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Author Notes: I went to Japan about 10 years ago and while I ate some seriously amazing things, I’d be hard-pressed to remember exactly what they were. That is, except for okonomiyaki, which I first tasted in a cramped corner shop in Kyoto that sold only these delicious savory pancakes. When I came home, my friend Becky – a fellow okonomiyaki nut -- and I tried to replicate the recipe to satisfy our cravings. This is by no means authentic and there are a ton of variations, but it sure hits the spot. - Midge —Midge
Food52 Review: Eggy and crisp, Midge's Kyoto-style pancakes are studded with plump morsels of tender shrimp and threaded through with ribbons of cabbage and rings of scallion. The savory batter is enriched with a dash of sesame oil and soy sauce, and the accompanying soy and sriracha mayo is a zippy accent -- we tore off bite-sized pieces of pancake and dunked them in the sauce before gobbling them down. - A&M —The Editors
Makes roughly a dozen pancakes depending on their size
- 1/2 cup mayonnaise
- 2 tablespoons soy sauce
- 2 teaspoons sriracha, more or less to taste
- 5 large eggs
- 1 teaspoon soy sauce
- 1 teaspoon sesame oil
- 1 teaspoon sea salt
- 1/3 cup AP flour
- 2 cups cabbage, shredded with a mandoline or finely chopped
- 1 bunch scallions, trimmed and chopped
- 3/4 cup (roughly) baby or chopped shrimp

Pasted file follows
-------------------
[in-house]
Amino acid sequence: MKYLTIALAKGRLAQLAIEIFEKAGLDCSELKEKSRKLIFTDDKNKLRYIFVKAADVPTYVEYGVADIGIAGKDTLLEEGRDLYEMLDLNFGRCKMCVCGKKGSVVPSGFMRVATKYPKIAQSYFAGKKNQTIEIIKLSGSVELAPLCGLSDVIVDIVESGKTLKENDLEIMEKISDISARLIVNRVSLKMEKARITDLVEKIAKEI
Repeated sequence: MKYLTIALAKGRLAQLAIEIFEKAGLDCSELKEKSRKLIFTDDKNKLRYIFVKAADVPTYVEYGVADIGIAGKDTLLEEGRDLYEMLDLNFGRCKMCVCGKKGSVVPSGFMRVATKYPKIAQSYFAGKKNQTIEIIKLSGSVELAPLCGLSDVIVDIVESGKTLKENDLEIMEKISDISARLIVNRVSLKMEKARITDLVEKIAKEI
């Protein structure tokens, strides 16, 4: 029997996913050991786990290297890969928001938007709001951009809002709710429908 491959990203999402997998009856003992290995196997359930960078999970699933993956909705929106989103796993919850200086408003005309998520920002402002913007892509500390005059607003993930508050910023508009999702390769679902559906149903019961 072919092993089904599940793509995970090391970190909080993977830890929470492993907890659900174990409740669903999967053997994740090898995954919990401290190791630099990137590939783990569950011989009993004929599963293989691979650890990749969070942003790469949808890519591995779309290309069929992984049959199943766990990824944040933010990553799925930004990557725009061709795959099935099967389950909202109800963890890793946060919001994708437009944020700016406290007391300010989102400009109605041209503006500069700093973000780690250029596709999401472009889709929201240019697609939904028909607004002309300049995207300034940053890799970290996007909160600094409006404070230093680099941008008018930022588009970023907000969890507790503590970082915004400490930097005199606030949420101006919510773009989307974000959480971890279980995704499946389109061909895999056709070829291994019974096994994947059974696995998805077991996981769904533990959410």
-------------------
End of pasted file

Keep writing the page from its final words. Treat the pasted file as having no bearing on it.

- canola oil for frying
- 1-2 tablespoons toasted sesame seeds
- bonito flakes (optional)
- Whisk the first set of ingredients together and voila, your sauce. Set aside while you make the pancakes.
- In a large mixing bowl, whisk eggs with the soy sauce, sesame oil, and salt. Gradually add the flour until incorporated. Fold in cabbage, scallions, and shrimp.
- Warm a couple glugs of canola oil in a skillet over medium-high heat until glistening. Ladle the batter into the skillet as you would for regular old pancakes. I usually make them about the size of saucer. Cook on each side for about 3 minutes or until golden brown. Keep pancakes covered in a warm oven as you make the rest. Scatter sesame seeds and/or bonito flakes on top of pancakes and serve with dipping sauce and a cold pilsner.
- Your Best Street Food Contest Winner!
Anything but Watered down
Pair tomato water with pasta
Tomato water: the sauce of summer.
Butter pecan ice cream for impatient cooks.
It's time to travel.
Tomato skins, meet salt.
Put cake on a pedestal.